Yarn maker blends art, science in new business

By Erin Mairose, for SiouxFalls.Business

A trip to Scotland earlier this spring inspired Elk Point resident Anastasia Williams to try dyeing her own yarn. The experience marked the start to her business, South Dakota Yarn Co., which uses natural plants and extracts to dye yarn into shades of pink, green, yellow, brown and more. 

“I thought there’s really nothing like that around here that’s doing anything similar,” Williams said.

After a summer of doing what she compares to home science experiments, Williams discovered that depending on the length of time, temperature and blending of different plants and extracts, she could create a spectrum of colors.

Using indigo plant creates shades of blue, while other materials such as tomato plants, onions skins and black walnuts create earthly, subtle hues.

There are only two stores in the Sioux Falls area that sell yarn, making naturally dyed wool hard to find, she said. That led her to see an opportunity.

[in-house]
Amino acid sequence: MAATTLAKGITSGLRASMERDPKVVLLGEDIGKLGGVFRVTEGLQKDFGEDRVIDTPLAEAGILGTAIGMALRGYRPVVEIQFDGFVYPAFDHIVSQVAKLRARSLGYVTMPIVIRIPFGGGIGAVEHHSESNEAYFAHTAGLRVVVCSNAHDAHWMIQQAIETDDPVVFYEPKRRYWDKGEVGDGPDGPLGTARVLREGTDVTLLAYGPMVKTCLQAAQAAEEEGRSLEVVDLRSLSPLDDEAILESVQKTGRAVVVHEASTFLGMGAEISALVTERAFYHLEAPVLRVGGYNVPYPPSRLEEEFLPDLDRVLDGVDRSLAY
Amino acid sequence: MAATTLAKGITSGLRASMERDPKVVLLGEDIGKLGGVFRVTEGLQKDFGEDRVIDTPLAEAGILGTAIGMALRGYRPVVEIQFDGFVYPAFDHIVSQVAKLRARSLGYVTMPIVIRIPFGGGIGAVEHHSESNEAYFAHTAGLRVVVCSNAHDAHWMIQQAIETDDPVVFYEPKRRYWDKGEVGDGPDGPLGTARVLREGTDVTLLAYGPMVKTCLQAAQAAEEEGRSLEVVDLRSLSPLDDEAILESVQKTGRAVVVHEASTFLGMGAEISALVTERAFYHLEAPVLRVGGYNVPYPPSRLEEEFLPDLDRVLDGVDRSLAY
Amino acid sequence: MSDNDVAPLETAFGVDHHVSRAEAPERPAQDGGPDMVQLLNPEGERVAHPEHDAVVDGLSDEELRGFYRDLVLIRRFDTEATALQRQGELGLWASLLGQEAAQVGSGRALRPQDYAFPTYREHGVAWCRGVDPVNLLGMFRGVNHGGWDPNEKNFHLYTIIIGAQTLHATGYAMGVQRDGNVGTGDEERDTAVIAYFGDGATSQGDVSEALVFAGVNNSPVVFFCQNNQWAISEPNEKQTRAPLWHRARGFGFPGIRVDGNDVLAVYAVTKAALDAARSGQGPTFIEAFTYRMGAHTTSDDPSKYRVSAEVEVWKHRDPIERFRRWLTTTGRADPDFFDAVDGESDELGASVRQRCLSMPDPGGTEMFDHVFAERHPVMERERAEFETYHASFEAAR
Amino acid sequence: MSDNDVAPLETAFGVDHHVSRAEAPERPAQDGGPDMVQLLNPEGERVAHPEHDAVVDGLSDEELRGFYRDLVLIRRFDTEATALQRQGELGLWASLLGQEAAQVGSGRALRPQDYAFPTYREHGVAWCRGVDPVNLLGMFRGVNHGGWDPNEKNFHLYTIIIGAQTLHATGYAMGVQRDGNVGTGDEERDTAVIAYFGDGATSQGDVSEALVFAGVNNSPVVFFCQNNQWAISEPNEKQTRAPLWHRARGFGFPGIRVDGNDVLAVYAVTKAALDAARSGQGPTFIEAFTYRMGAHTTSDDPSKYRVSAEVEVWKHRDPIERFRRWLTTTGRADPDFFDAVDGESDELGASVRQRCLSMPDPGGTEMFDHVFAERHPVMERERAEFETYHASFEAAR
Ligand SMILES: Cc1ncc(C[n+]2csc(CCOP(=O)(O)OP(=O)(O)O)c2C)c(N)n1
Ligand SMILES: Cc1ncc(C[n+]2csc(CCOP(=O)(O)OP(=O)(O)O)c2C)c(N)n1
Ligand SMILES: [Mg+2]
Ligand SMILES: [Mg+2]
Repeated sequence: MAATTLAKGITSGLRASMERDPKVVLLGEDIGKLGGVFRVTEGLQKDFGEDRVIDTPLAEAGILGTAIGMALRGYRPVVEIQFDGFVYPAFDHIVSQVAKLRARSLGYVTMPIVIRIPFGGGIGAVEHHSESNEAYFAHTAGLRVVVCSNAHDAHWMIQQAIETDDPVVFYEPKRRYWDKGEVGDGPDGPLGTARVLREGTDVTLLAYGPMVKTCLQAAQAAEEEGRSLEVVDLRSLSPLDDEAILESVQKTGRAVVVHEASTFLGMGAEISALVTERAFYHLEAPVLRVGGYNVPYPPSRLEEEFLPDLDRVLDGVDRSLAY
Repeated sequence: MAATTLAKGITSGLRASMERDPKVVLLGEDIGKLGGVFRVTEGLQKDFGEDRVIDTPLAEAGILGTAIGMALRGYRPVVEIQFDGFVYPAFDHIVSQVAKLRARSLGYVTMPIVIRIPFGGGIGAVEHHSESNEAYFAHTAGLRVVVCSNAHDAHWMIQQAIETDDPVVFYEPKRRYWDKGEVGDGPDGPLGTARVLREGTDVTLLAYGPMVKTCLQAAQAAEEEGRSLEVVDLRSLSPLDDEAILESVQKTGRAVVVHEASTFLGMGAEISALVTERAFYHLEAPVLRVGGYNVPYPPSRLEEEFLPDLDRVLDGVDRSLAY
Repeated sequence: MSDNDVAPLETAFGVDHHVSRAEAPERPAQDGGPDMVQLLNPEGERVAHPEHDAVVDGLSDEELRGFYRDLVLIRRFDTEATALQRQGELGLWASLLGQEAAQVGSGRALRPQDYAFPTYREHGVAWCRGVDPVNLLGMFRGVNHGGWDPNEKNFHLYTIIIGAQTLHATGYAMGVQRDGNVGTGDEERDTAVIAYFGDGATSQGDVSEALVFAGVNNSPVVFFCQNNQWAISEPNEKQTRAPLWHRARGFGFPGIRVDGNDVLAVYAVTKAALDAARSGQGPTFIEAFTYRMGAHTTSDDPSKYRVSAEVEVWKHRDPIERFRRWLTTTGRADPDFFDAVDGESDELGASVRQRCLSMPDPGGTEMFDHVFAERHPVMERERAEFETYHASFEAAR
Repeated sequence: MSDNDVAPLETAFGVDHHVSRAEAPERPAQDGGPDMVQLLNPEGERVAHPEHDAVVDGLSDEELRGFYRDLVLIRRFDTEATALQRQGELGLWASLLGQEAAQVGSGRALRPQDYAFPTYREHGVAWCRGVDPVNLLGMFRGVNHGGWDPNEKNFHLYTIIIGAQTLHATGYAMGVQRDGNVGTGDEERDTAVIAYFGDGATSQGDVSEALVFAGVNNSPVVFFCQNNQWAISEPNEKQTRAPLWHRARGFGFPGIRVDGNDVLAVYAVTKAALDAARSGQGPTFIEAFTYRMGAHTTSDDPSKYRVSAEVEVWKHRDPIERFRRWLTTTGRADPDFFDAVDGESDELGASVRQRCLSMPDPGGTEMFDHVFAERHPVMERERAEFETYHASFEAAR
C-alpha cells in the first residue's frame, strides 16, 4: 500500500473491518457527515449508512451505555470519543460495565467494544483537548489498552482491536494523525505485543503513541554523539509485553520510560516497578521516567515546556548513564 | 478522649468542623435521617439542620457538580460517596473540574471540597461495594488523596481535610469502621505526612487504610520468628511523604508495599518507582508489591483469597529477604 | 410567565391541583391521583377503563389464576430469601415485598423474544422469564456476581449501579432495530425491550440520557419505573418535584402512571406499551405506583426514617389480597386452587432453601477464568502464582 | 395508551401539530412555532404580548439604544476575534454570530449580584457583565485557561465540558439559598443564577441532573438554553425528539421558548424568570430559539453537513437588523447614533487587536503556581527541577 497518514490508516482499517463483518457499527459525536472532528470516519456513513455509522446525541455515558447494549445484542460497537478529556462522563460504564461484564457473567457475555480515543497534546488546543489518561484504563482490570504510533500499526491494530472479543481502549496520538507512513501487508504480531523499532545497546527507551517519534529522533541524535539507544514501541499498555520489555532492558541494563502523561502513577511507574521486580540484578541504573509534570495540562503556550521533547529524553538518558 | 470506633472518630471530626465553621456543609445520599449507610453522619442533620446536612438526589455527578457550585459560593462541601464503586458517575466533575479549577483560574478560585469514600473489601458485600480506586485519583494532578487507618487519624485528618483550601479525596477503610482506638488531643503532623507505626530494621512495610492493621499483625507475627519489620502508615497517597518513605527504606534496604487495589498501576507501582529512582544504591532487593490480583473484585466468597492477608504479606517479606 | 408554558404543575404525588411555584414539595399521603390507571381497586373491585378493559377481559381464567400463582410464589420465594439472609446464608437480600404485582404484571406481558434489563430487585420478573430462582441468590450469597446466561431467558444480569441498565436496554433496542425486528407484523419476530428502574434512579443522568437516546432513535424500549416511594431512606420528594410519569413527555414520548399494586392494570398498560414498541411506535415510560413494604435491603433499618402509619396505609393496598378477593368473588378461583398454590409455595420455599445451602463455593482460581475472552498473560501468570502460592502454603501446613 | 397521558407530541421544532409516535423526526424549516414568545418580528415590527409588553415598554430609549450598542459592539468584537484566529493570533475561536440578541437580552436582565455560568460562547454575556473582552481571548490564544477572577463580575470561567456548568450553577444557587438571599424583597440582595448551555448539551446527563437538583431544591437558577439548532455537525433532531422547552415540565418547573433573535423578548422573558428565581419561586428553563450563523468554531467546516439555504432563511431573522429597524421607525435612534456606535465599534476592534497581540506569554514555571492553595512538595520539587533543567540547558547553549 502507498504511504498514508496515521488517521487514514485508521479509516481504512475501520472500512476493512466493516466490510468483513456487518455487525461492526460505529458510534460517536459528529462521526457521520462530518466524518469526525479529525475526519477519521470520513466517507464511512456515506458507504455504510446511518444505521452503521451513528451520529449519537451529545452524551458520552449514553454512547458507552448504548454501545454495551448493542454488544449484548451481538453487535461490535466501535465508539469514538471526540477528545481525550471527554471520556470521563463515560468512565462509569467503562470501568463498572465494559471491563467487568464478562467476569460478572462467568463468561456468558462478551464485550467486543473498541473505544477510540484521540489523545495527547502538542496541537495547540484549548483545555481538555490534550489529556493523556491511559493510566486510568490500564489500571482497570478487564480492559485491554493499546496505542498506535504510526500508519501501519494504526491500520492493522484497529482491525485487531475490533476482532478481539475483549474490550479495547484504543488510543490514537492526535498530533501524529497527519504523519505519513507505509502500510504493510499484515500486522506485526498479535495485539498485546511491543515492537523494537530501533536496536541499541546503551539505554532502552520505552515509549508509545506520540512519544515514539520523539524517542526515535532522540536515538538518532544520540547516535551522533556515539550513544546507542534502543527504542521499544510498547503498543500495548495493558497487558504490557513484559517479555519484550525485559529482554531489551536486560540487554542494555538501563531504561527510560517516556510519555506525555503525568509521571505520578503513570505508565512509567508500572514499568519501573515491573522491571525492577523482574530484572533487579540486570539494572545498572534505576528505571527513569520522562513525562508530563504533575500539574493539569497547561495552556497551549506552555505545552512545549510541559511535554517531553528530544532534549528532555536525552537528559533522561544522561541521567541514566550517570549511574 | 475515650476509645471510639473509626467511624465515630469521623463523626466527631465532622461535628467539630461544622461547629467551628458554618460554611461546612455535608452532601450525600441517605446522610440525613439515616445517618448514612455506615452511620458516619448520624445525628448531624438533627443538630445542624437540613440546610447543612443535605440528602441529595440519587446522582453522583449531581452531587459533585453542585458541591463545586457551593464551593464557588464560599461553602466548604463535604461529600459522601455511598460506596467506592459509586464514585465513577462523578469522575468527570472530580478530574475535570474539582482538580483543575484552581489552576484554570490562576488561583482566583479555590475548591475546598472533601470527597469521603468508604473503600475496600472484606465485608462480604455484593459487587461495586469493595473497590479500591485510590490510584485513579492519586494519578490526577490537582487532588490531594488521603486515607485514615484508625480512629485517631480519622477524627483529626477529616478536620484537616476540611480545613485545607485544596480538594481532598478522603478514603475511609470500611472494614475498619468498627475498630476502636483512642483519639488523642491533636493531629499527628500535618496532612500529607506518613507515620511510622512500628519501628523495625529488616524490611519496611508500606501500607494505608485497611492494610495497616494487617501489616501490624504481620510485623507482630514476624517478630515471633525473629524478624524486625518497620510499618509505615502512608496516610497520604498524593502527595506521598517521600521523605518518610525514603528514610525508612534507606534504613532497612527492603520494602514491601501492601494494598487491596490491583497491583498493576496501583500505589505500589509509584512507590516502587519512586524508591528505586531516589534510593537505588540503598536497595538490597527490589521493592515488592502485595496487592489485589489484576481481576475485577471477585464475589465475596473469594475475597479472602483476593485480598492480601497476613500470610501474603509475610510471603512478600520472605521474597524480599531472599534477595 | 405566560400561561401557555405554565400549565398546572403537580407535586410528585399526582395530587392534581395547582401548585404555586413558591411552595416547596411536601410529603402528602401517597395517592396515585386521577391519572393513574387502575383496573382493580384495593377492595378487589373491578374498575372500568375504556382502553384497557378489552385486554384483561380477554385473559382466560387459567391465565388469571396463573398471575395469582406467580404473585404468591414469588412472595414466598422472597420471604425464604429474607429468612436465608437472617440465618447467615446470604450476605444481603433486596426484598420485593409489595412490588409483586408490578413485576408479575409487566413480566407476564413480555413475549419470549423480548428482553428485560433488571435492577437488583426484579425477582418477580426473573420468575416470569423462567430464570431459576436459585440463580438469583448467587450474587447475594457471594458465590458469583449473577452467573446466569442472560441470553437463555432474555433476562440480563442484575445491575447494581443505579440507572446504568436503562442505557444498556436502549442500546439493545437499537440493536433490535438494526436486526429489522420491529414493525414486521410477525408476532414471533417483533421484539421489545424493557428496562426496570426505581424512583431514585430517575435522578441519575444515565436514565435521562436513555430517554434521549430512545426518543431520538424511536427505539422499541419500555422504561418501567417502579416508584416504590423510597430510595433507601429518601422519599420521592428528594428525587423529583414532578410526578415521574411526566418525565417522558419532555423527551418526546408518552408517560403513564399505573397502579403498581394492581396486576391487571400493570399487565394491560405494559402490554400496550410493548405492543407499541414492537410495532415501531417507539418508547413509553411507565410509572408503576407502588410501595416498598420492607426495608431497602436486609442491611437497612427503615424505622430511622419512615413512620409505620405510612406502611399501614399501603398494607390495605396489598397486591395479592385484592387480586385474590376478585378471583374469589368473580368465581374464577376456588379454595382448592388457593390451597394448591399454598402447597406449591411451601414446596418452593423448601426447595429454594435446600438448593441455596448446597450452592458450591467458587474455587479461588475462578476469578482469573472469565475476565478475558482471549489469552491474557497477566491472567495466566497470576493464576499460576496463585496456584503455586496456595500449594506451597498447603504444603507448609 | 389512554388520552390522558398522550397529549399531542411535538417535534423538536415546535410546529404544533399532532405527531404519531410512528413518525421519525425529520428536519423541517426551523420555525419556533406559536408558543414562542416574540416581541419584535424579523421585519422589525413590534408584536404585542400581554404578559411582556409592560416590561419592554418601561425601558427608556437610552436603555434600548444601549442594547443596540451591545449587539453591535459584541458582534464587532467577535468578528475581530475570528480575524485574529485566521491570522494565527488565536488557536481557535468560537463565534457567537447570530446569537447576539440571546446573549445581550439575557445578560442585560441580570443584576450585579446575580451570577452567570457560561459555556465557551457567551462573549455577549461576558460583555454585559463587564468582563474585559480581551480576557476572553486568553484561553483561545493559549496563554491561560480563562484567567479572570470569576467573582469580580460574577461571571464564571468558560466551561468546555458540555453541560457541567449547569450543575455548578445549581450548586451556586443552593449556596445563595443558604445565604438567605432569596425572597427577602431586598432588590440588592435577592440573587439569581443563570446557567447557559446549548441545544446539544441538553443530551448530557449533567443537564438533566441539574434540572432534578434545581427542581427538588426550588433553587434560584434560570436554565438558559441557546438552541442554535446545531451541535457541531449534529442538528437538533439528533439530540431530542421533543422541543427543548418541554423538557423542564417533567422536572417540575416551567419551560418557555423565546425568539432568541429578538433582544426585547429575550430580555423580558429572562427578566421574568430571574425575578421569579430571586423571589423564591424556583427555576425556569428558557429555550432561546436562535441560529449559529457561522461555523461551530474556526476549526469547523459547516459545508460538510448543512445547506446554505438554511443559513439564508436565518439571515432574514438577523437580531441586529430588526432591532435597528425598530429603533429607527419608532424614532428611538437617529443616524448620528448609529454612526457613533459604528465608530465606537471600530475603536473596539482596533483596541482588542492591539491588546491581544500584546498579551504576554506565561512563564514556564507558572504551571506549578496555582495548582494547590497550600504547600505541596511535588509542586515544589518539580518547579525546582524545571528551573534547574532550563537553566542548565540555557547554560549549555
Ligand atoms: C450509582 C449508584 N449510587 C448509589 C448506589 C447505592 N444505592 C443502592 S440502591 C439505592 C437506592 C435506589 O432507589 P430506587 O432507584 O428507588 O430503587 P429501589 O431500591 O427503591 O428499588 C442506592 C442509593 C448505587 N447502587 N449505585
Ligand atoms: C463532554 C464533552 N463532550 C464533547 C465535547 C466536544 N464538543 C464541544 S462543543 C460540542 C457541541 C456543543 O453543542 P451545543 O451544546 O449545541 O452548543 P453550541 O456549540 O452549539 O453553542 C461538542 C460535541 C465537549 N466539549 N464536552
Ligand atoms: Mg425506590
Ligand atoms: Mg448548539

Under the name of South Dakota Yarn Co., Williams decided to start her business as a hobby, hoping other knitters and crocheters would take interest in using her naturally dyed yarn.

She’s bringing 16 colors of yarn in varying weights to the 605 Made Holiday Market on Dec. 2 in the lower-level parking garage of Cherapa Place in downtown Sioux Falls. The pop-up market from 10 a.m. to 5 p.m. features 50 area makers. Williams said her yarns are perfect for creating socks, sweaters, hats and mittens or for knitting and crochet designs.

Williams started knitting three years ago and said people would be surprised by the number of knitting and crochet groups in the area. When she started sharing how she hand-dyed her yarn, many crafters “thought it was really interesting and cool that you get the kinds of colors just using natural things,” she said.

What Williams doesn’t end up selling, she uses herself, which makes yarn dyeing worth it for the “sheer joy of doing it,” she said.

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Yarn maker blends art, science in new business

A trip to Scotland followed by some at-home experimentation led to South Dakota Yarn Co., one of the only businesses selling naturally dyed yarn in the state.

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